Again, I don’t know what FIFA and Qatar want out of this as well because they obviously are dead set against public protest and are threatening the Iranian team for their protests. So it’s a strange mishmash about this one.
Can you talk about what’s been going on in the background with having the World Cup in Qatar and especially in the past few days with the brief removal of the Iranian logo from some social media images?
Right, this was a very interesting thing. So the U.S. Soccer Federation on their website displayed the Iranian flag without the Islamic symbol that’s in the middle of the flag. So essentially, it’s dissing the regime, leading the Iranians to demand that FIFA exclude them from the World Cup for disrespecting the Iranians, which is sort of funny when you think of how many American flags get burned in Tehran. Interesting that the U.S. Soccer Federation was getting itself involved in politics. It was poking Iran with a stick.
Is this a situation where the players really have to weigh in on the protesters in Iran?
Have you followed the thing about the armbands?
The gay rights armbands?
Yeah. So the European teams wanted to have those, and FIFA essentially threatened them that they would get yellow-carded at least if they wore them. So FIFA was using sporting sanctions to prevent political protest from taking place. So any player who engages in any kind of political protest is likely to face some kind of sanction.
Now, of course, the one time when you are really going to be effectively able to engage in serious political protest is when you’re knocked out of the World Cup. So whoever loses has a golden opportunity to say what they really think about what’s going on. Personally, I’m hoping a lot of these teams, when they get knocked out, are going to have lots of political statements. But it’s very clear that they’re not going to do anything while their teams are still in the competition.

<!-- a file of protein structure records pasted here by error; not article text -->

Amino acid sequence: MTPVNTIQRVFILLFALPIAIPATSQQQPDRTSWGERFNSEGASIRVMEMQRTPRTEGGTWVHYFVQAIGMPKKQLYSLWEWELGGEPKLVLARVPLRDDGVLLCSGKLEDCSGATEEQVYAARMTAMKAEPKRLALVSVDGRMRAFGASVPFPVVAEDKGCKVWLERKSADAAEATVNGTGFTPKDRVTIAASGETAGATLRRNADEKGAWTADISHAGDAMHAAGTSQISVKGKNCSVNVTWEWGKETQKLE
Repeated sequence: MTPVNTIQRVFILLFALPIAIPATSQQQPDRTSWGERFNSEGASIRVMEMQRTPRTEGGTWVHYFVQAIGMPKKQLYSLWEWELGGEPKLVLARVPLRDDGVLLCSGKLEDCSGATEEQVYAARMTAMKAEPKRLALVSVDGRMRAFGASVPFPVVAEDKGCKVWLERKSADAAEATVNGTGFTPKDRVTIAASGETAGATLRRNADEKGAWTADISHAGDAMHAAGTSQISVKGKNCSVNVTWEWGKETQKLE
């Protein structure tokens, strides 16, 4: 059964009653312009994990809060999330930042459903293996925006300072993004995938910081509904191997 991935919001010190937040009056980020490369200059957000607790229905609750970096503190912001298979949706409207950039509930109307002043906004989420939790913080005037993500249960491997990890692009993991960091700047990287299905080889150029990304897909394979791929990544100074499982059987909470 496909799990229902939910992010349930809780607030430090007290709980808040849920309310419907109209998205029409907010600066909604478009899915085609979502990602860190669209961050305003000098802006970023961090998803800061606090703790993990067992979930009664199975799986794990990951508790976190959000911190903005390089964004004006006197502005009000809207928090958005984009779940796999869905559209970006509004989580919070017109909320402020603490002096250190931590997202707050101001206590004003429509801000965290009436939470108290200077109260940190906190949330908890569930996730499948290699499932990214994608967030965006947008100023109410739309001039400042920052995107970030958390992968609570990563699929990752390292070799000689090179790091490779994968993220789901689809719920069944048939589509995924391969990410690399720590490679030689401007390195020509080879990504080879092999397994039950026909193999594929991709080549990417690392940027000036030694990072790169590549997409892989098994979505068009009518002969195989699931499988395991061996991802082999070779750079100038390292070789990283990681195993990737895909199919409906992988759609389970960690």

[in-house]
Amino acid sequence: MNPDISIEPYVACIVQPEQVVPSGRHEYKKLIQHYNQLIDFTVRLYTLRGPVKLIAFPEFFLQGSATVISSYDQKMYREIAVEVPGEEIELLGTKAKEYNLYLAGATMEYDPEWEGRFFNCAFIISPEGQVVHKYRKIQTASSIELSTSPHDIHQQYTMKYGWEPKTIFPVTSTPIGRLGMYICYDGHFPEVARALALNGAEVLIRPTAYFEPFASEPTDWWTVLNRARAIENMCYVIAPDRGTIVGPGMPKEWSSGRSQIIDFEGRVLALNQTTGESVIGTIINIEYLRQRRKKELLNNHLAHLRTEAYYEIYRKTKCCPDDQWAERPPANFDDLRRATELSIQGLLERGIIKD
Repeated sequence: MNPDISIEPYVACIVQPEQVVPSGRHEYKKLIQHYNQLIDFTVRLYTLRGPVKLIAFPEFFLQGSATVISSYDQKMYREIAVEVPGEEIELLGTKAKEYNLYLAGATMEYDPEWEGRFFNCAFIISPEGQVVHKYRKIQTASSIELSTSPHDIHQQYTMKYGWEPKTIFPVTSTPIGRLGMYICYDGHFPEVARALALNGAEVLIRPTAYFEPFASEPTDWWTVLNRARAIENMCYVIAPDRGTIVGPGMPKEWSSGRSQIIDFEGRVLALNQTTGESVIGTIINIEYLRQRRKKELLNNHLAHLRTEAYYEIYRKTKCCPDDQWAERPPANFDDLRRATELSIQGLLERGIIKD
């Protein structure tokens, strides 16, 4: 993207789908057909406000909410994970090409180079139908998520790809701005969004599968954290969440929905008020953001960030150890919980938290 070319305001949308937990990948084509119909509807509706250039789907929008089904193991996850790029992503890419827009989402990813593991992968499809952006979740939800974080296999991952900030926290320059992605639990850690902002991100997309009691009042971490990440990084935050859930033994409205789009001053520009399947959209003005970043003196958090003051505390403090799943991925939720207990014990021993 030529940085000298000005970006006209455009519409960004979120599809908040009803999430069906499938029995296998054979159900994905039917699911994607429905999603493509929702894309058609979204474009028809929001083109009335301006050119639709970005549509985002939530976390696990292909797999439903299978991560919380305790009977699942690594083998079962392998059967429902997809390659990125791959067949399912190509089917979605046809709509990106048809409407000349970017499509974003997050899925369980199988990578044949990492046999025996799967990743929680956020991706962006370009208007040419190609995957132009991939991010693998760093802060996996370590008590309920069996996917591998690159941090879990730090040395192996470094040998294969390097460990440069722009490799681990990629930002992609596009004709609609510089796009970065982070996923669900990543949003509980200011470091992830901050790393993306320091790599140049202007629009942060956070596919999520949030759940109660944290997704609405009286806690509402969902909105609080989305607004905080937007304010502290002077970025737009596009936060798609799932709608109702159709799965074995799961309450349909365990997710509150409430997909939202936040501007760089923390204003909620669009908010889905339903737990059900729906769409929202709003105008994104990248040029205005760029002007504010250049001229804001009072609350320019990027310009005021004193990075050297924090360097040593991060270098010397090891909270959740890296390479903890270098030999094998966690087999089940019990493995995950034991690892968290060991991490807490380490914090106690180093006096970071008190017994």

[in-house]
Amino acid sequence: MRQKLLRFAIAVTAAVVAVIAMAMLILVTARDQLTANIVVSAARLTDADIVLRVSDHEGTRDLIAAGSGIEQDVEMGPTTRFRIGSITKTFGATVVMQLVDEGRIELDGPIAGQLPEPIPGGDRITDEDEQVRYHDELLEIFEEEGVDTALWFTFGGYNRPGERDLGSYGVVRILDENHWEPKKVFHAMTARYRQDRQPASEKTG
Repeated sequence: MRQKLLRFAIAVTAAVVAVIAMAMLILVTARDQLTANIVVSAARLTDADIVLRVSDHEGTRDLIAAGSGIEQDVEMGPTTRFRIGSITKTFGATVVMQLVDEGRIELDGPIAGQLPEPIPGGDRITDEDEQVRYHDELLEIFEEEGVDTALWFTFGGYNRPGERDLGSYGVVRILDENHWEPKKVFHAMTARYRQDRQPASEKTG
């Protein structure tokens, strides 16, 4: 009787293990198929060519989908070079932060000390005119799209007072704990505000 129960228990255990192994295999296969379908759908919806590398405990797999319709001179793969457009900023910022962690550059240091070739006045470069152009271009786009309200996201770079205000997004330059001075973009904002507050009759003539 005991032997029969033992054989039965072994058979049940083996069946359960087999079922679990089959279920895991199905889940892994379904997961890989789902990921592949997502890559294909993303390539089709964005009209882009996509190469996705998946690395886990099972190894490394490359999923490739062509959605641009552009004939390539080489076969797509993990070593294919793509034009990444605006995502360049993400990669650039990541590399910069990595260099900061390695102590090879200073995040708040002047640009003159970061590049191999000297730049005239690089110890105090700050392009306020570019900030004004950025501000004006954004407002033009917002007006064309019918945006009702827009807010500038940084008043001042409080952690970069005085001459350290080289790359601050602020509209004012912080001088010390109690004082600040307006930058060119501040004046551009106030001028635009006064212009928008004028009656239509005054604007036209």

What does it say if Iran wins and what does it say if the U.S. wins? And Iran’s soccer team isn’t particularly good on the world stage, are they?
Well, the interesting thing is in terms of the FIFA rankings, the U.S. and Iran are pretty equal. It should be a very good game of soccer. So in that sense win or lose I don’t think it’s a big upset in the history of soccer. I think whenever Iran gets knocked out the players will make an even bigger protest than they’ve already made. They may do something ahead of the game.
Well, they’ve been the bravest so far. The first thing to watch is the national anthem. Do the Iranian players sing the national anthem? One of the leading players has made some public statements about the regime. At the end of the game, if they lose they’ll have something to say.
Again, if the Americans lose they might well use the platform of that stage before they leave to give a press conference about the whole thing because it’s not just about Iran and the U.S.A. It’s also about human rights in Qatar and the appalling censorship by FIFA and this complete hypocrisy about the World Cup welcoming everyone when they’re plainly not. Everyone’s plainly not welcome to the World Cup. So again, it’s going to be interesting to see if anything gets said along those lines.
Is there anything else you think that’s important to watch in the coming days?
Well, there is the thousand-year-old rivalry between England and Wales. The Welsh have had a nationalist party for 50 years. The Welsh have made quite good progress toward developing a nationalist party. They’ve revived the Welsh language. Linguists talk about this a lot because it’s not easy to revive a language that was dead 50 years ago. They could win three-nil and keep England out, and Wales go on to glory.